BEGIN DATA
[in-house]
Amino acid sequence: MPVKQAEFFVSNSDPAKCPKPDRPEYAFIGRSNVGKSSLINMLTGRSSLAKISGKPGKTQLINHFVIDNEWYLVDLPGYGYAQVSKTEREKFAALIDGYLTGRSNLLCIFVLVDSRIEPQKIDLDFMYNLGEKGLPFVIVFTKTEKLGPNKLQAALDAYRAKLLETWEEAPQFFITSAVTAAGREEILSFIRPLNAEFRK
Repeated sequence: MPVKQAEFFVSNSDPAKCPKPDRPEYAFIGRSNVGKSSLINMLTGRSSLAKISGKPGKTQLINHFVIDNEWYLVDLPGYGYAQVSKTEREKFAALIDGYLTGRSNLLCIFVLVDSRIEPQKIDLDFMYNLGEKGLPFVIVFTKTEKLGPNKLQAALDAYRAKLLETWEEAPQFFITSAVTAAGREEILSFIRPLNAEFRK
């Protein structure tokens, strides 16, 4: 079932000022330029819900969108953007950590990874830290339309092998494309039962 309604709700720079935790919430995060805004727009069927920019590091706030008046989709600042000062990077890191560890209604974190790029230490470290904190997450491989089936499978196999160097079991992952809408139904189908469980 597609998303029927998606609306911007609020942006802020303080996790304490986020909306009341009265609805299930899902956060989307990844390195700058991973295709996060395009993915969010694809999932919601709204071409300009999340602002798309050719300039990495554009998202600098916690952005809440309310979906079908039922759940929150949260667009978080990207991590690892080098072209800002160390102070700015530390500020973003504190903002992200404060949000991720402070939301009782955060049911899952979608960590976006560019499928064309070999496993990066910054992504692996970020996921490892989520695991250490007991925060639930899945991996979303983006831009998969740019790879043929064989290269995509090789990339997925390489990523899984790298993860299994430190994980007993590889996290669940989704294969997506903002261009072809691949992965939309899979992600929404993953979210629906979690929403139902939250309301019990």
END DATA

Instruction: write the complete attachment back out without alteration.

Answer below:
[in-house]
Amino acid sequence: MPVKQAEFFVSNSDPAKCPKPDRPEYAFIGRSNVGKSSLINMLTGRSSLAKISGKPGKTQLINHFVIDNEWYLVDLPGYGYAQVSKTEREKFAALIDGYLTGRSNLLCIFVLVDSRIEPQKIDLDFMYNLGEKGLPFVIVFTKTEKLGPNKLQAALDAYRAKLLETWEEAPQFFITSAVTAAGREEILSFIRPLNAEFRK
Repeated sequence: MPVKQAEFFVSNSDPAKCPKPDRPEYAFIGRSNVGKSSLINMLTGRSSLAKISGKPGKTQLINHFVIDNEWYLVDLPGYGYAQVSKTEREKFAALIDGYLTGRSNLLCIFVLVDSRIEPQKIDLDFMYNLGEKGLPFVIVFTKTEKLGPNKLQAALDAYRAKLLETWEEAPQFFITSAVTAAGREEILSFIRPLNAEFRK
């Protein structure tokens, strides 16, 4: 079932000022330029819900969108953007950590990874830290339309092998494309039962 309604709700720079935790919430995060805004727009069927920019590091706030008046989709600042000062990077890191560890209604974190790029230490470290904190997450491989089936499978196999160097079991992952809408139904189908469980 597609998303029927998606609306911007609020942006802020303080996790304490986020909306009341009265609805299930899902956060989307990844390195700058991973295709996060395009993915969010694809999932919601709204071409300009999340602002798309050719300039990495554009998202600098916690952005809440309310979906079908039922759940929150949260667009978080990207991590690892080098072209800002160390102070700015530390500020973003504190903002992200404060949000991720402070939301009782955060049911899952979608960590976006560019499928064309070999496993990066910054992504692996970020996921490892989520695991250490007991925060639930899945991996979303983006831009998969740019790879043929064989290269995509090789990339997925390489990523899984790298993860299994430190994980007993590889996290669940989704294969997506903002261009072809691949992965939309899979992600929404993953979210629906979690929403139902939250309301019990």